By Garrison Duke :
When looking for a job the question of where to start can be a real road block. Many people prefer the tradition job search techniques- hit the popular internet job search sites and watch the employers fill up your inbox …WRONG!
What usually follows next are a stack of auto-reply messages stating – we have received your resume and if chosen we will call you. Then the wait begins!
The problem with the internet search is that you have no live contact with employer; in the age of auto reply it leaves no room for feedback. The job searcher gets no real feel of how their quest is going. It lacks that personal touch where someone can get a gut feeling or an instant impression from a perspective employer.
Most people don’t realize that only 15% of jobs are found using the internet as the primary job search tool. No wonder it is so frustrating for people. I have had many clients left feeling distraught or disillusioned because they have taken the lack of job search success too personal. In reality all that is really needed is a little tweaking.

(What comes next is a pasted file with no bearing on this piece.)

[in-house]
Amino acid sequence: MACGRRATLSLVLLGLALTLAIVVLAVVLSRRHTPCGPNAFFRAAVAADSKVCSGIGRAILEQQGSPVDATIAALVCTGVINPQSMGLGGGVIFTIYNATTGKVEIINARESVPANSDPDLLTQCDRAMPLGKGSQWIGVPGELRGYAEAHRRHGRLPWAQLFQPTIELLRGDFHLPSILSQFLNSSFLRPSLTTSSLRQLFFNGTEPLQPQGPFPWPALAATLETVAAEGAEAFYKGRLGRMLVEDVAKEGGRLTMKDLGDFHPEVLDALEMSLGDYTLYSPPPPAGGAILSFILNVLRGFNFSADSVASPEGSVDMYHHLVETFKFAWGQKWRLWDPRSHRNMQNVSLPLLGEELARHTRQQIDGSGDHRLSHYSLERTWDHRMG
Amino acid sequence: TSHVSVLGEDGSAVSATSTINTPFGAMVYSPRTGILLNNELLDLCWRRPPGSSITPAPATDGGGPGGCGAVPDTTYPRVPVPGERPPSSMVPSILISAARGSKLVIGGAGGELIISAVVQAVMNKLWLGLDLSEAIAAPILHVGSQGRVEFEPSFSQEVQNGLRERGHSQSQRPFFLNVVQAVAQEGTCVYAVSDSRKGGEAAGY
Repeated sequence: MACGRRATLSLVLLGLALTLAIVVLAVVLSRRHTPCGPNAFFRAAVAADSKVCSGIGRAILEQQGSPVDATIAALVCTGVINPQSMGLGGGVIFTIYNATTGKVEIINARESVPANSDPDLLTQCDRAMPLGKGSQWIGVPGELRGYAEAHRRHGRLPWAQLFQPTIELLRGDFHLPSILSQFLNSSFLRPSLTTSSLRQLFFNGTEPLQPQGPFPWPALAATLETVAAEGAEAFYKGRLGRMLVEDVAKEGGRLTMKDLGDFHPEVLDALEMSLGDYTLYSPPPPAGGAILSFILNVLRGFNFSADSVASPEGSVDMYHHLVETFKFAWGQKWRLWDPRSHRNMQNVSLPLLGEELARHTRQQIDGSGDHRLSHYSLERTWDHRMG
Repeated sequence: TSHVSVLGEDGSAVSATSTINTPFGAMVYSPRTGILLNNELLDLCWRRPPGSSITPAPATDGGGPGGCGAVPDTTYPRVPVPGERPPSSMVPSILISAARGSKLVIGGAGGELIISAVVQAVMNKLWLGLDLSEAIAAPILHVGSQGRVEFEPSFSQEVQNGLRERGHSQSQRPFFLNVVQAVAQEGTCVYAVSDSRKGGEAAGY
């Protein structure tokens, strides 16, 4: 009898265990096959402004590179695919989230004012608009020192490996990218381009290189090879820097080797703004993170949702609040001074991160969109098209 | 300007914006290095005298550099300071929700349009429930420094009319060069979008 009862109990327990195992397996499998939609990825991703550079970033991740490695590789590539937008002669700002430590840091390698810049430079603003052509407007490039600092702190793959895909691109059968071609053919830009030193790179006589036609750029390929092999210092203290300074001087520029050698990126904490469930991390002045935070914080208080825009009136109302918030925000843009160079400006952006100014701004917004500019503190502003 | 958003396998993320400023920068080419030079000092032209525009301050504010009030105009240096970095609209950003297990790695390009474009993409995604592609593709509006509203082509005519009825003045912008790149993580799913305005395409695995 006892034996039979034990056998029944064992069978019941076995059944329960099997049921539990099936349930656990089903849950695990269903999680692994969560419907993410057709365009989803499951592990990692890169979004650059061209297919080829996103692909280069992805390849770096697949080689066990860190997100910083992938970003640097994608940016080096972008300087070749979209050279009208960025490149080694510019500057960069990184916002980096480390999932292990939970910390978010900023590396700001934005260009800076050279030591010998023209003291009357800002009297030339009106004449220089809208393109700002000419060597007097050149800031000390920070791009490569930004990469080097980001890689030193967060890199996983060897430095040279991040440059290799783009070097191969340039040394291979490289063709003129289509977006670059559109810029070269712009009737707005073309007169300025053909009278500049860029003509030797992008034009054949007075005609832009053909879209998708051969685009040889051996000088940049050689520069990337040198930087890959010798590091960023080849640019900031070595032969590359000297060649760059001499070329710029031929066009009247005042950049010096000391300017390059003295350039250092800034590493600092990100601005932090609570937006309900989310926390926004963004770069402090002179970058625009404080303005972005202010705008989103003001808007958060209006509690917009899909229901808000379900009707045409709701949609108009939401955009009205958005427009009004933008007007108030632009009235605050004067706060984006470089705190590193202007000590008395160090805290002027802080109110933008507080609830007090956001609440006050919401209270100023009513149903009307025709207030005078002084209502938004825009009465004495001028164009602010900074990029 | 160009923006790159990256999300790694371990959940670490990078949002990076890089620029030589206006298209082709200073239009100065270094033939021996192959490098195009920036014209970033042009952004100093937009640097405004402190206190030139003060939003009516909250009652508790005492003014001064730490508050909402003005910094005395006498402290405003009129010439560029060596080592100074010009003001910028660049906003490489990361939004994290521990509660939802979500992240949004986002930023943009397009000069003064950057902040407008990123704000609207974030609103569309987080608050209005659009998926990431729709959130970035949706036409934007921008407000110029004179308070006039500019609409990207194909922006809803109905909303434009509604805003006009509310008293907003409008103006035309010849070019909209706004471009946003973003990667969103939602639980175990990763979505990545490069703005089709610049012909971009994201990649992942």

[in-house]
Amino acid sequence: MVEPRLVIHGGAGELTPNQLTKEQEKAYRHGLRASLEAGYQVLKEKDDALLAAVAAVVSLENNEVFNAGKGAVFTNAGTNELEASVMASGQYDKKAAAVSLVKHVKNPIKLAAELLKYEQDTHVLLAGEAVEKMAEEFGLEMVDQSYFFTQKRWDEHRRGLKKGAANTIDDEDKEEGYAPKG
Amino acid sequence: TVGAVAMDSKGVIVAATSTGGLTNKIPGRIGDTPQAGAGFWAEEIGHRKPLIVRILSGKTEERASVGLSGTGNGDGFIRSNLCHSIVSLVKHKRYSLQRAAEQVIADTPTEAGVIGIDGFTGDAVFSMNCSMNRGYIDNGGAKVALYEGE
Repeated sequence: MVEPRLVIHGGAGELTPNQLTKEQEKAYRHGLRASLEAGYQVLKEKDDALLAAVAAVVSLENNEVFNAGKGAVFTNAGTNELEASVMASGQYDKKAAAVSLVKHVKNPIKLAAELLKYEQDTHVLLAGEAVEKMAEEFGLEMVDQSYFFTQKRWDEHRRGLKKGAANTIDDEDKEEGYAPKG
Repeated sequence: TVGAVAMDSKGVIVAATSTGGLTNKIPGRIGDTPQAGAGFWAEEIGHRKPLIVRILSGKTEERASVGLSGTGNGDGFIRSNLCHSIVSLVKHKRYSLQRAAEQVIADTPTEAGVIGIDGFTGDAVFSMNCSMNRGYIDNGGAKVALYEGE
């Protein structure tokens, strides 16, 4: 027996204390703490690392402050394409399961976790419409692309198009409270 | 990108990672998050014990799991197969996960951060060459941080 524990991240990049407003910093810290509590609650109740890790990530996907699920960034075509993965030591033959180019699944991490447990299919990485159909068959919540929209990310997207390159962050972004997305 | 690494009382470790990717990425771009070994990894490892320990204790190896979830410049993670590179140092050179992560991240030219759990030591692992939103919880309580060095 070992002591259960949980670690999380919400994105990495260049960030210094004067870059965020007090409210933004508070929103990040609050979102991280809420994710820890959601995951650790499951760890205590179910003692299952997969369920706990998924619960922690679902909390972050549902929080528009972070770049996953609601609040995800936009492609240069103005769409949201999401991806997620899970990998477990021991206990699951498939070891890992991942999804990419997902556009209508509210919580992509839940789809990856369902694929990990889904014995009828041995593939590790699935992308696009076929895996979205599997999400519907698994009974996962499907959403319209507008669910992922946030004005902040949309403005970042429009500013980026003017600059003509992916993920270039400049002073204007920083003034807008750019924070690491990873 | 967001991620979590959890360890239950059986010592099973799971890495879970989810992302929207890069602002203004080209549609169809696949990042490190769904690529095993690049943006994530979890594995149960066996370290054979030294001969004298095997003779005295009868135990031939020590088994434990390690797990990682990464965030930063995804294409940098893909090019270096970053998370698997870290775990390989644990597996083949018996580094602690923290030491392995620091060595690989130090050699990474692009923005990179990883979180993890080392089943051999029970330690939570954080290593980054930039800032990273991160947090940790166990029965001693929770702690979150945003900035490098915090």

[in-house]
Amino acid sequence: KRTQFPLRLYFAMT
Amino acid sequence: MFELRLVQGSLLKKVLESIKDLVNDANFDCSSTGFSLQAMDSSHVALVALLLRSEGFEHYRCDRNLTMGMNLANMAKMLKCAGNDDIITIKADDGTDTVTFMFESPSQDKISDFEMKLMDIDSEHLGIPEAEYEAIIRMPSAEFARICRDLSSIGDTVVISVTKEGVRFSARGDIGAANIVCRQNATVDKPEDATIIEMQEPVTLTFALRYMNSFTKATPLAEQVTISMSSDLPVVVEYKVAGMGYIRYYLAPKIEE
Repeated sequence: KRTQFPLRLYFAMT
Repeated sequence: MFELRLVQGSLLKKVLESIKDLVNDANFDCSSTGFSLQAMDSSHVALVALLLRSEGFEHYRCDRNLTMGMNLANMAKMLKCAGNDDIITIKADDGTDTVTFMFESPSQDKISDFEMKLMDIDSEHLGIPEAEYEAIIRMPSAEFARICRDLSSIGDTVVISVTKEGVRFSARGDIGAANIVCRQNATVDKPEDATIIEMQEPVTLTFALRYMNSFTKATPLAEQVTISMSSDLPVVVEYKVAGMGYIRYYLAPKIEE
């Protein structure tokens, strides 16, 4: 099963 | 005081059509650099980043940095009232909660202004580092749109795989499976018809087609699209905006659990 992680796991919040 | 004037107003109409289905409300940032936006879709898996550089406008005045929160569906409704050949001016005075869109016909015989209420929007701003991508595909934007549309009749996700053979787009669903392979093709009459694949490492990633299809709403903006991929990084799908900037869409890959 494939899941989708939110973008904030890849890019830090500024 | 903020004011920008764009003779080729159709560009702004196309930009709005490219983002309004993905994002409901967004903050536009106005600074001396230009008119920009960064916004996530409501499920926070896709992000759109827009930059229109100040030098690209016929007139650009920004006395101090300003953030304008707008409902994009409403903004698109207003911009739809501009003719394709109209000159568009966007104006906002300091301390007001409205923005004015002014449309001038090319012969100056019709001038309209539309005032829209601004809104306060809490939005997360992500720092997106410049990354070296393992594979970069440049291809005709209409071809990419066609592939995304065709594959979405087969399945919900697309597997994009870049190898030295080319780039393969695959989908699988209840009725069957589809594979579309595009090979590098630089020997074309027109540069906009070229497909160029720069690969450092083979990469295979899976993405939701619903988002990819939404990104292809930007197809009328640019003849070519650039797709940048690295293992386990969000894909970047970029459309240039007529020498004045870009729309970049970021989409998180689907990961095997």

That is why I coach individuals to conduct what I call a Phone book (door- to- door) job search. This technique empowers people to take control of their job search and be more hands on. The job searcher is encouraged to get off the computer and get in front of the employer!
The first thing you do is grab your business phone directory and locate the sector of work you’re looking for. Then break your search into regions- companies close to home and then move outwards if that is a priority. Now you’re ready to hit the road!
Remember you will need to do some prep work ahead of time.
Here are a few tips:
• Write a personalized cover letter to each company you will be visiting that day-this of course depends on the type of work you are looking for. A warehouse job may not need a cover letter, but a corporate sales position will.
• Develop an elevator statement to introduce yourself – it is possible to get interviewed on the spot
• Be very nice to the gate keeper, receptionist or person of first contact – they are often the eyes and ears of the Decision Maker, one false move with them could be a deal breaker!
• Bring extra resumes just in case, often there are other opportunities that you can stumble across on your search
• Finally, remember to get the business cards of the Hiring Manager or Decision Maker this is key for follow-up calls
Elevator or WAP Statement (15 – 20 seconds)
Briefly discuss your recent (last 5-10 years) experience, including volunteer work.
Talk about your own personal qualities that you think are relevant to this particular position.
Indicate your passion here, awards, hobbies etc…
All the best and get started!
You can contact Garrison at: email@example.com